Steven T. Florio, 58 Magazine publishing executive
Steven T. Florio, a hard-driving executive who worked his way up the publishing ladder to lead the Conde Nast magazine empire, died Thursday at New York Presbyterian Hospital-Columbia of complications from an earlier heart attack, said Maurie Perl, a spokeswoman for Conde Nast Publications.
Mr. Florio was president and chief executive of Conde Nast through 2004, expanding it to the second-biggest magazine publisher in the country while many others were cutting staff and costs.
He managed 16 magazines aimed at well-to-do readers, selling advertising that appealed to their luxury tastes and reaching more than 70 million readers a month.
"I was, after all, Steve Florio, the Godfather, the Samurai, the leader, the warrior," Mr. Florio wrote in a 2005 proposal for an autobiography that he decided not to publish.
Under him, Conde Nast included Vogue, Vanity Fair and The New Yorker, as well as Glamour, Architectural Digest, Self, GQ, Gourmet, Bon Appetit, Conde Nast Traveler, Allure, Wired, Lucky and Teen Vogue.
New Yorker editor David Remnick said Mr. Florio was "remarkably effective" in using his big, warm personality to achieve his goals. "Steve was the antithesis of a business school-minted android," Mr. Remnick said.
Born in the New York borough of Queens, Mr. Florio graduated from New York University with a business degree in 1971.
"I was not short on nerve or ego, and I carried a heavy chip on my shoulder," he wrote in the book proposal. "They'll bury me with it, too. I was there to get the job done."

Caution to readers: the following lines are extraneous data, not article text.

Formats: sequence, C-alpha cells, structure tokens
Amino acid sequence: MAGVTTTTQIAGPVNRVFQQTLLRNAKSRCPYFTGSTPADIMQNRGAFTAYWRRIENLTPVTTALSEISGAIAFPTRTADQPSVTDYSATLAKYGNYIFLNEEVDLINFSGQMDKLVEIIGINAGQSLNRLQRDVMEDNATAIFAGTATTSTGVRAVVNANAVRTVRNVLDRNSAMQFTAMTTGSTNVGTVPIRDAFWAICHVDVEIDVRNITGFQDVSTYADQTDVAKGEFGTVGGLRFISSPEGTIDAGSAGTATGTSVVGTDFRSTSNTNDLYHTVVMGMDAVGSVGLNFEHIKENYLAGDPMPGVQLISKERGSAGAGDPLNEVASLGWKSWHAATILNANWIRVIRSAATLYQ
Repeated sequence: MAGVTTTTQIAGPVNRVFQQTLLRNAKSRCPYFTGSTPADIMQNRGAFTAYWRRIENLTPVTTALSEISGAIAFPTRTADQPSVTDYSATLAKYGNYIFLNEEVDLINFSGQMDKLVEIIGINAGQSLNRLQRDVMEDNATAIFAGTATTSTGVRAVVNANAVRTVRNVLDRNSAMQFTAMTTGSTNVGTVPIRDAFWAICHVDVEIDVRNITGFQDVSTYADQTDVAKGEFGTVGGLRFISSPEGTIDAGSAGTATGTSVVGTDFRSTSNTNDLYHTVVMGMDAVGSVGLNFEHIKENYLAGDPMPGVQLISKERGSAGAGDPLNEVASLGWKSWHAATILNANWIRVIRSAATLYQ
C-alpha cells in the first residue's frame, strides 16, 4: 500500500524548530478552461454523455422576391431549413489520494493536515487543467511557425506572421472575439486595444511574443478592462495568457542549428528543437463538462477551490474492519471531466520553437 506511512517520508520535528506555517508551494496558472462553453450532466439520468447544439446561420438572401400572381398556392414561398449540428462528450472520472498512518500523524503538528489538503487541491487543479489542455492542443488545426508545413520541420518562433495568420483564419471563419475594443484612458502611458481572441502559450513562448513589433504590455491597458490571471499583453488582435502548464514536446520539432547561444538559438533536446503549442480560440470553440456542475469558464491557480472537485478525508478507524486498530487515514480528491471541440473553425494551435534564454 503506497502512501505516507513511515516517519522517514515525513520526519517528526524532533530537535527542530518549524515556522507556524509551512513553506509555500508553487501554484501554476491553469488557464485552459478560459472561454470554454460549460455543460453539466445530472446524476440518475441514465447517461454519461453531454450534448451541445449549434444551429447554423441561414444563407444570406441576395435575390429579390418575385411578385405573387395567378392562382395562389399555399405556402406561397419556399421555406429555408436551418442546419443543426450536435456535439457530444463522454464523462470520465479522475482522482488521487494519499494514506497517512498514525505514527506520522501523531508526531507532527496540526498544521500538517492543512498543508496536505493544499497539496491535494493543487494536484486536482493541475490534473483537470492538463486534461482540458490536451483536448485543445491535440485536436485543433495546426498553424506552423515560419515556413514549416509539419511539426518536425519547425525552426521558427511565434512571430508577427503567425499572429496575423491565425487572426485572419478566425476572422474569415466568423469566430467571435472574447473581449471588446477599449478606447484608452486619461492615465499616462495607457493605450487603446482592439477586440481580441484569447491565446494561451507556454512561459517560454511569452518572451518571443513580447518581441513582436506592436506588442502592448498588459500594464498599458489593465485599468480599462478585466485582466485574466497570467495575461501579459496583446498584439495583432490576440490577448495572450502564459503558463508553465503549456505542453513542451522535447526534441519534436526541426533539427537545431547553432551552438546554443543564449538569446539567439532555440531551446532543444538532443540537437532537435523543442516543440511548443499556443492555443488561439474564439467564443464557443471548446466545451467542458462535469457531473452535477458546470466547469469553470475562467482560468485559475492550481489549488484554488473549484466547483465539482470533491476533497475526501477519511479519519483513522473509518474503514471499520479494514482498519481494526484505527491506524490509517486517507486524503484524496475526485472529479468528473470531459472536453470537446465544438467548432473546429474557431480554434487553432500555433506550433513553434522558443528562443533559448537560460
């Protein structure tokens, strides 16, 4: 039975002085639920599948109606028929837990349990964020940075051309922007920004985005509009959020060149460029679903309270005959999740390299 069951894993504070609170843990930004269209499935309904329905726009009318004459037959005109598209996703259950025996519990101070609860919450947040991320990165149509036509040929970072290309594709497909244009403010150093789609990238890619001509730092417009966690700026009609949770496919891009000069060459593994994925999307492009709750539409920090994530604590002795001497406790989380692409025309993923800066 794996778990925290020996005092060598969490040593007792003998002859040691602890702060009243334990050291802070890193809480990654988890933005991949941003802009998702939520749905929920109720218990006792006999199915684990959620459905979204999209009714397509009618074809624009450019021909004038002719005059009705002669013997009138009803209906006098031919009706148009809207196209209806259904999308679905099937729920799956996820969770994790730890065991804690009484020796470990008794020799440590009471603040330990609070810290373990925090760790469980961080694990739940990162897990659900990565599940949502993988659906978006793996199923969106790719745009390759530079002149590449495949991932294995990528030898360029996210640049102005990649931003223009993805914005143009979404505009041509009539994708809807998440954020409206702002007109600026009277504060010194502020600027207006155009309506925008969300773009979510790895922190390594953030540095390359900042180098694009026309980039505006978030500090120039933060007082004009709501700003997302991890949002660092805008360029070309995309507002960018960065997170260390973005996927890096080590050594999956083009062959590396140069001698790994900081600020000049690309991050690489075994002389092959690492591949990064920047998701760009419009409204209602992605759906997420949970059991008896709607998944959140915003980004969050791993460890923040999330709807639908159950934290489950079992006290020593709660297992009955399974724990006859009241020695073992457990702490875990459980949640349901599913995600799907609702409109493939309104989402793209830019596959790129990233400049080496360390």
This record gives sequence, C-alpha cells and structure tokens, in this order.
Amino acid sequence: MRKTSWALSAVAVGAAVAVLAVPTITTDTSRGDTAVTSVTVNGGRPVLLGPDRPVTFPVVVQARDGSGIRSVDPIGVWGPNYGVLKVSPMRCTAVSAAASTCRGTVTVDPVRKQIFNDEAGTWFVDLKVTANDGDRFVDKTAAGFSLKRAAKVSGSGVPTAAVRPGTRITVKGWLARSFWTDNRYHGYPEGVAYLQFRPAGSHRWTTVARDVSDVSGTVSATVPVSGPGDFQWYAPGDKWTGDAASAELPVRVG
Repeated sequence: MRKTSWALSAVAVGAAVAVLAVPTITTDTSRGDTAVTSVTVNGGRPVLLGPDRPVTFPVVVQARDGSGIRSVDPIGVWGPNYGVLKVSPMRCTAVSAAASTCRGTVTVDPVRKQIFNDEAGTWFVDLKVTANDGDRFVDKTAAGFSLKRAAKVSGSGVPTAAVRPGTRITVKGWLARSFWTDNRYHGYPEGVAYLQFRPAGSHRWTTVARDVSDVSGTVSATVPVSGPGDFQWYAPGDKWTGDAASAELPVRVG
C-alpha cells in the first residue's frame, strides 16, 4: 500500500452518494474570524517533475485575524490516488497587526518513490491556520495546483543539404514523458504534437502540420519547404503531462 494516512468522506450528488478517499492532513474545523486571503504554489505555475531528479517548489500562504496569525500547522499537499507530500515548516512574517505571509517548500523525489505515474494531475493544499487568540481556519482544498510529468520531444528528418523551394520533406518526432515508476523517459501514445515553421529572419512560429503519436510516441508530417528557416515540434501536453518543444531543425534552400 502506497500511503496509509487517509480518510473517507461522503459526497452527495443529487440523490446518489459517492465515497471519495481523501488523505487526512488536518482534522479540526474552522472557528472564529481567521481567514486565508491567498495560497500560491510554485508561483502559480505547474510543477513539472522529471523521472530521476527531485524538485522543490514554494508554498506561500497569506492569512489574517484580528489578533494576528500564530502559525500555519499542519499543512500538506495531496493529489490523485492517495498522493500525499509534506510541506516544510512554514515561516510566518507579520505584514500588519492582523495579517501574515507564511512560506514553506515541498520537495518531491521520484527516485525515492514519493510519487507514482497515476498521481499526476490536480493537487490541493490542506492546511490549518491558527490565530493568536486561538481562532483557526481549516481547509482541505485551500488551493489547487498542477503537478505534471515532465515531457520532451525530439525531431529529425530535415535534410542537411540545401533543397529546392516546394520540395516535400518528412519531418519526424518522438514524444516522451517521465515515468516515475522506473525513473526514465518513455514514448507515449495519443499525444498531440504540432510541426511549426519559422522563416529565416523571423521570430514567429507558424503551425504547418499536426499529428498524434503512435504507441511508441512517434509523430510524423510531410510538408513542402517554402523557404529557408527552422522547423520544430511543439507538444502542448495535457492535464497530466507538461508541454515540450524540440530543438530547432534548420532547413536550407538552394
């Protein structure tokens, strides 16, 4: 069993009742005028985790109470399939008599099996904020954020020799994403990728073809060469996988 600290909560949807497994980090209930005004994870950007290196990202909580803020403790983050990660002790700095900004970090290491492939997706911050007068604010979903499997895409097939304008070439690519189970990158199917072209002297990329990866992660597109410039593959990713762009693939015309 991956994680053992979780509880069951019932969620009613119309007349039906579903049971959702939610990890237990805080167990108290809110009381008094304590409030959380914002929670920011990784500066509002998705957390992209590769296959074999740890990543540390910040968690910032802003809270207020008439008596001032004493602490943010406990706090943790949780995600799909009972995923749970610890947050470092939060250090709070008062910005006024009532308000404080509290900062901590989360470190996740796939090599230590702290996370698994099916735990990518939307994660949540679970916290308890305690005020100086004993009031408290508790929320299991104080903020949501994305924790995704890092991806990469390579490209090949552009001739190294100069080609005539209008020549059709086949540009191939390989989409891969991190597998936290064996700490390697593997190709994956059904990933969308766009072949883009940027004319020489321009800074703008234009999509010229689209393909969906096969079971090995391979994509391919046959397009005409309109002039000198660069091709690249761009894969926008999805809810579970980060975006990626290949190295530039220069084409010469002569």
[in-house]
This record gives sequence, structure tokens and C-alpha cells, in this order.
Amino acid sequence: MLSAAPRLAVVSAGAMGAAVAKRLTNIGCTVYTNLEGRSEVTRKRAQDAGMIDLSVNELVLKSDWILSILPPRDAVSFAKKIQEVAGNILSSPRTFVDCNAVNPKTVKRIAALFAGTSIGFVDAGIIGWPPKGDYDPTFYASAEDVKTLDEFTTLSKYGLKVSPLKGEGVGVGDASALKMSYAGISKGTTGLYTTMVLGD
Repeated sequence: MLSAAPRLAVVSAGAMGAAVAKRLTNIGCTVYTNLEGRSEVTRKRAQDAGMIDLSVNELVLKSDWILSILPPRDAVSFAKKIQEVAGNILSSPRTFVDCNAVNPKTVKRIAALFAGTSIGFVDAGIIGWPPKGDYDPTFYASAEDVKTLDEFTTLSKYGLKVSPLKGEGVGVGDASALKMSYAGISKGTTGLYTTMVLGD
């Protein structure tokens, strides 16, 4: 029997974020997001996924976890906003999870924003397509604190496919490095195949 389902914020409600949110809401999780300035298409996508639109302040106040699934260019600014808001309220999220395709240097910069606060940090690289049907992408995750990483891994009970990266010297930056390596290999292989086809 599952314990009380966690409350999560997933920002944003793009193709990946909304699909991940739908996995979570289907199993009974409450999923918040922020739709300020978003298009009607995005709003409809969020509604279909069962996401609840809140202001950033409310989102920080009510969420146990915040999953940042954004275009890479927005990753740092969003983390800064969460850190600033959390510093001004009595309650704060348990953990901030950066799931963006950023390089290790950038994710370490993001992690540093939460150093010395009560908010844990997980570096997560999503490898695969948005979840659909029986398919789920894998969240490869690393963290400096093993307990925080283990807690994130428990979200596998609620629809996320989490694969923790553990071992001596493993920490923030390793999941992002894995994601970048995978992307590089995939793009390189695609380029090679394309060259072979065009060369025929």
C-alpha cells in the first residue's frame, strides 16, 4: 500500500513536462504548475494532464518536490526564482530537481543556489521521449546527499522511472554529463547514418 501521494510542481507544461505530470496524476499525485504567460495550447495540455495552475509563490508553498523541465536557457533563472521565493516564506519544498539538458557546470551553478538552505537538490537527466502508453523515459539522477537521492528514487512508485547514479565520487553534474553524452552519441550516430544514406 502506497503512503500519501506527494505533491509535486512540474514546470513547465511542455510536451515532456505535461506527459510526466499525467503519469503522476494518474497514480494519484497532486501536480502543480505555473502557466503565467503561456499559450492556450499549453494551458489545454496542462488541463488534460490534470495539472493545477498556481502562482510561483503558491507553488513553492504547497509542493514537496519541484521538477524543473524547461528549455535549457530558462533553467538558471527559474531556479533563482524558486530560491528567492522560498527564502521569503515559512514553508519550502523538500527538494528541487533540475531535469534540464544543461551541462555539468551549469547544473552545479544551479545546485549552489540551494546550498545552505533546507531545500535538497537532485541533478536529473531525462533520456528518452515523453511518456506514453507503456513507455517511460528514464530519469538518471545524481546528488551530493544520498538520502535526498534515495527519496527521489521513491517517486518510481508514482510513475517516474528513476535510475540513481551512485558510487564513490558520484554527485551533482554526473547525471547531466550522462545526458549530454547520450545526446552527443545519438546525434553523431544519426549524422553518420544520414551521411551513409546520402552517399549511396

Herman Rose, 98 Painter of cityscapes
Herman Rose, a New York painter who was particularly admired for his cityscapes, died of cancer Dec. 4 at his home in New York. Mr. Rose started out painting in an Expressionist vein, and he arrived at his mature style in the early 1950s after determining to work always from direct observation.
At a time when big-scale abstraction was ascendant, Rose painted small, airy, light-filled views of skies and rooftops in an Impressionist manner. He painstakingly constructed his pictures from countless little blurry squares and dabs of paint, producing an enhanced tension between the concrete substance of the paint on the canvas and the spacious and luminous illusion of reality the work projected.
He also painted still lifes and watercolors. In a review of a 1981 exhibition, New York Times critic Hilton Kramer wrote that Mr. Rose's watercolors "must surely be counted among the most beautiful works anyone has produced in this challenging medium for many years."
Herman Rappaport, who began using the name Rose when he had his first solo exhibition in 1946, was born in Brooklyn on Nov. 6, 1909. He studied at the National Academy of Design in 1926 and was trained as a draftsman by his brother, Abraham. From 1934 to 1939 he worked as an assistant to Arshile Gorky in the Works Progress Administration's Murals Division. At other times he supported himself as a professional draftsman.
After he was included in a 1952 exhibition at the Museum of Modern Art called 15 Americans, which also presented works by Jackson Pollock, Clyfford Still and Mark Rothko, he was able to live mainly on sales of his paintings.